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Dismissal fair despite being decided by reference to a history of expired warnings and future expectations (EAT)

Posted on January 20th 2017 by

It has been a generally accepted principle that once a warning for misconduct has expired, the employee’s slate should be wiped clean, and it would be unfair for an employer to take expired warnings into account when deciding to dismiss the employee.

However, in the recent case of Stratford v Auto Trail VR Ltd the Employment Appeal Tribunal, upholding the earlier decision of the Employment Tribunal, deemed it fair that the employer took into account prior expired warnings in deciding whether to dismiss the employee for misconduct. In this case the employee had 18 prior cases of misconduct, and although the final act of misconduct was not deemed gross misconduct, the dismissal which took into account Stratford’s disciplinary record and his attitude to discipline in general was found to be fair.  

Previous case law

The recent case departs from previous case law, namely Diosynth Ltd v Thomson and Airbus Ltd v Webb, which suggest that employers can only take previous disciplinary conduct into account where the warnings in relation to that conduct are unexpired. In Diosynth the Court found that the employee had been unfairly dismissed, as it was clear he would have kept his job but for a previous lapsed warning for a similar safety process failure, which was at the centre of the dismissal.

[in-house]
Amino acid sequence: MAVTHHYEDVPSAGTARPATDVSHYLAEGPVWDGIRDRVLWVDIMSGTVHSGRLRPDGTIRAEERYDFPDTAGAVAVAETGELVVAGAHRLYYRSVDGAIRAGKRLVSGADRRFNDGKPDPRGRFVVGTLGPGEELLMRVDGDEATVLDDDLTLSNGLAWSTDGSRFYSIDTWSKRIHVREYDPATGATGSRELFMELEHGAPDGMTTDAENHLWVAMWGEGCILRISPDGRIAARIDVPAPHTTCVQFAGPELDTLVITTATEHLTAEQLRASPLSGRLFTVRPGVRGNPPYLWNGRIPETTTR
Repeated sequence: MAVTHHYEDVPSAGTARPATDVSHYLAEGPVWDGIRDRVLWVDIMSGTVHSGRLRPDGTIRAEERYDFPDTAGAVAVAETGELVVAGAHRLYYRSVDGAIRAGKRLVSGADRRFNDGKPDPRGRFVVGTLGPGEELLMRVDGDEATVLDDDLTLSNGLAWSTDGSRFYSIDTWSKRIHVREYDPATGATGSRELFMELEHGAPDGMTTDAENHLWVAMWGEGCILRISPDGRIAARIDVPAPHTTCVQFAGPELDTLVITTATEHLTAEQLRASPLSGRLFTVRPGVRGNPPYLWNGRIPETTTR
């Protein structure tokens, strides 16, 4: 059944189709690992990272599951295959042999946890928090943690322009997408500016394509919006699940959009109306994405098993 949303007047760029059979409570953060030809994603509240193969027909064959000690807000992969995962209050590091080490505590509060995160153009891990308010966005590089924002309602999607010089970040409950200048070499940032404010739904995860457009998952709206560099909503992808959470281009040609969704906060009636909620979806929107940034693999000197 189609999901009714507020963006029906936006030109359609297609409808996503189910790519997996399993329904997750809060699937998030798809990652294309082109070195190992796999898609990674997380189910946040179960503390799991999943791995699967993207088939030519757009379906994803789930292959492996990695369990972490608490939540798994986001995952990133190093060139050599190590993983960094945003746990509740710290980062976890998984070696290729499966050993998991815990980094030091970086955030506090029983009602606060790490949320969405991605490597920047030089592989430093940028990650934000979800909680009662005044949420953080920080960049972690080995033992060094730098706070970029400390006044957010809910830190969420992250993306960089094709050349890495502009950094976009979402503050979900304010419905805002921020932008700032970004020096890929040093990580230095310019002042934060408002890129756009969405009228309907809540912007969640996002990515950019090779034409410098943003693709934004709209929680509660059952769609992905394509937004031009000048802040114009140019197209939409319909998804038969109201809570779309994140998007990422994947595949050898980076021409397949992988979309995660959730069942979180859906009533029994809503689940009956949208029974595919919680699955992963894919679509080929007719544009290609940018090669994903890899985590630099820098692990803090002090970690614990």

However, in the case of Webb the dismissal was found to be fair. Here, the employee had a final warning which had expired 3 weeks prior to him committing an act of gross misconduct. The prior disciplinary offences were taken into account, but only as a contributory factor to the dismissal rather than the chief reason for the employer’s decision. This is how the case was distinguished by the Court of Appeal from Diosynth, and the dismissal was thus deemed to be fair.

What does this mean for employers?

Though the case of Stratford does not provide authority that employers can dismiss solely on the basis of an expired warning, it does provide authority that expired warnings can be permissible in some circumstances,  if they indicate the employee has a tendency to commit misconduct of a similar nature, and so is likely to do so again in the future.

The disciplinary history makes up the overall circumstances of the employee’s conduct, and previous warnings can be persuasive in deciding what sanction to impose. Therefore, it has confirmed that an expired warning is not necessarily irrelevant when weighing up the appropriate sanction to impose.

However, in order to ensure such dismissals are deemed to be fair, employers should always take legal advice as to whether they could be exposed to a potential unfair dismissal claim before dismissing an employee. It would also be prudent in the light of this ruling for employers to seek advice to update their disciplinary procedures and policies to include a section relating to “repeat wrongdoers” to outline when previous disciplinary warnings, expired or not, would be taken into account, and ensure such policies are drawn to the attention of their employees. 

 

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